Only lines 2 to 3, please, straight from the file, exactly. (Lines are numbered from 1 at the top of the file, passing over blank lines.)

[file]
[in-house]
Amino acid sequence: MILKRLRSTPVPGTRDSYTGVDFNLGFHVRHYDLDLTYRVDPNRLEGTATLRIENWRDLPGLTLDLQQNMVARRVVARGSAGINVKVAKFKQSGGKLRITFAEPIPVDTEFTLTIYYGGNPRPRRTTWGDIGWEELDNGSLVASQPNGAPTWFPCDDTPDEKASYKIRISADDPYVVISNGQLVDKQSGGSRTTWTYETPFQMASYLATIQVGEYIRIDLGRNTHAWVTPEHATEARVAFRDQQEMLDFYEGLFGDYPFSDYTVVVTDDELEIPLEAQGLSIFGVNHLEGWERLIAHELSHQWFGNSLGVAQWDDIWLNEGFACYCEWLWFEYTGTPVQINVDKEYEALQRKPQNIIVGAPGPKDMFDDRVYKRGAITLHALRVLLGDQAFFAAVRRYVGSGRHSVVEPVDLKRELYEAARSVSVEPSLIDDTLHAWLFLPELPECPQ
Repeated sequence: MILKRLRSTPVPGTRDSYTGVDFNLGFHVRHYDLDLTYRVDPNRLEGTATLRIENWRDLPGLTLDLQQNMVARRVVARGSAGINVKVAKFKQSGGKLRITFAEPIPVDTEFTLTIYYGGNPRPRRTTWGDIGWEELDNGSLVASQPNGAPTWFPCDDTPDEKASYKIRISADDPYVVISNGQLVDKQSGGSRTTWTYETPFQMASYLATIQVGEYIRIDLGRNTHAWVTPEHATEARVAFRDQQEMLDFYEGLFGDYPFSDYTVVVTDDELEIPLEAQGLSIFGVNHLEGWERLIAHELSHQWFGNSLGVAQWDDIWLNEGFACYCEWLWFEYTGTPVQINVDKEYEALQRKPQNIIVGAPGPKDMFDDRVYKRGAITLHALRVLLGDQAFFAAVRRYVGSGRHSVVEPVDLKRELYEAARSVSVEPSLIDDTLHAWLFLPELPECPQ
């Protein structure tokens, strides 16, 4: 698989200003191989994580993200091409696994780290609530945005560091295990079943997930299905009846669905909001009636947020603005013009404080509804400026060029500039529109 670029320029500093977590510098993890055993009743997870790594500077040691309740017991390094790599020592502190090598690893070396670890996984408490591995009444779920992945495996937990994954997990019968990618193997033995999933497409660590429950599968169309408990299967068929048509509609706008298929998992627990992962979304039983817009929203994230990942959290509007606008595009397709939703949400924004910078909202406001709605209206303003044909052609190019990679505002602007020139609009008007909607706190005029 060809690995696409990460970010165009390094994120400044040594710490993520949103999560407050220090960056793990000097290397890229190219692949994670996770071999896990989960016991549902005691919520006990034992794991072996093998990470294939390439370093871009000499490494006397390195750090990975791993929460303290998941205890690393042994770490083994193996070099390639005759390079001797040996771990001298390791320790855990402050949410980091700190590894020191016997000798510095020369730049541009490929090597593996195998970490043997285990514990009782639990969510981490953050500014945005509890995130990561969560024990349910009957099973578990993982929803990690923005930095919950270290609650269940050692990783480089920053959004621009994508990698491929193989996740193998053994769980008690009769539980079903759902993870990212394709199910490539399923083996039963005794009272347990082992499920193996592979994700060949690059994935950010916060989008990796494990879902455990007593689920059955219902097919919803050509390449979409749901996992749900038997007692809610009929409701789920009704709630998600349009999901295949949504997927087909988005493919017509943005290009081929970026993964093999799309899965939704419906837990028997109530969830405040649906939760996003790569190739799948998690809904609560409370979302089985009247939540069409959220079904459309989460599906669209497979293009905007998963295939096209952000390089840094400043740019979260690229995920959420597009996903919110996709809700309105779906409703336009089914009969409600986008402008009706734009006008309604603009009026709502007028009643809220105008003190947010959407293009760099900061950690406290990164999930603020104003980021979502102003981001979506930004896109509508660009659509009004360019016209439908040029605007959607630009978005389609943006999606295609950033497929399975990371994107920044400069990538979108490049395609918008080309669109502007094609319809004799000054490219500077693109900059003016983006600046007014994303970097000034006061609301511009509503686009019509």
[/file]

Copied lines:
Amino acid sequence: MILKRLRSTPVPGTRDSYTGVDFNLGFHVRHYDLDLTYRVDPNRLEGTATLRIENWRDLPGLTLDLQQNMVARRVVARGSAGINVKVAKFKQSGGKLRITFAEPIPVDTEFTLTIYYGGNPRPRRTTWGDIGWEELDNGSLVASQPNGAPTWFPCDDTPDEKASYKIRISADDPYVVISNGQLVDKQSGGSRTTWTYETPFQMASYLATIQVGEYIRIDLGRNTHAWVTPEHATEARVAFRDQQEMLDFYEGLFGDYPFSDYTVVVTDDELEIPLEAQGLSIFGVNHLEGWERLIAHELSHQWFGNSLGVAQWDDIWLNEGFACYCEWLWFEYTGTPVQINVDKEYEALQRKPQNIIVGAPGPKDMFDDRVYKRGAITLHALRVLLGDQAFFAAVRRYVGSGRHSVVEPVDLKRELYEAARSVSVEPSLIDDTLHAWLFLPELPECPQ
Repeated sequence: MILKRLRSTPVPGTRDSYTGVDFNLGFHVRHYDLDLTYRVDPNRLEGTATLRIENWRDLPGLTLDLQQNMVARRVVARGSAGINVKVAKFKQSGGKLRITFAEPIPVDTEFTLTIYYGGNPRPRRTTWGDIGWEELDNGSLVASQPNGAPTWFPCDDTPDEKASYKIRISADDPYVVISNGQLVDKQSGGSRTTWTYETPFQMASYLATIQVGEYIRIDLGRNTHAWVTPEHATEARVAFRDQQEMLDFYEGLFGDYPFSDYTVVVTDDELEIPLEAQGLSIFGVNHLEGWERLIAHELSHQWFGNSLGVAQWDDIWLNEGFACYCEWLWFEYTGTPVQINVDKEYEALQRKPQNIIVGAPGPKDMFDDRVYKRGAITLHALRVLLGDQAFFAAVRRYVGSGRHSVVEPVDLKRELYEAARSVSVEPSLIDDTLHAWLFLPELPECPQ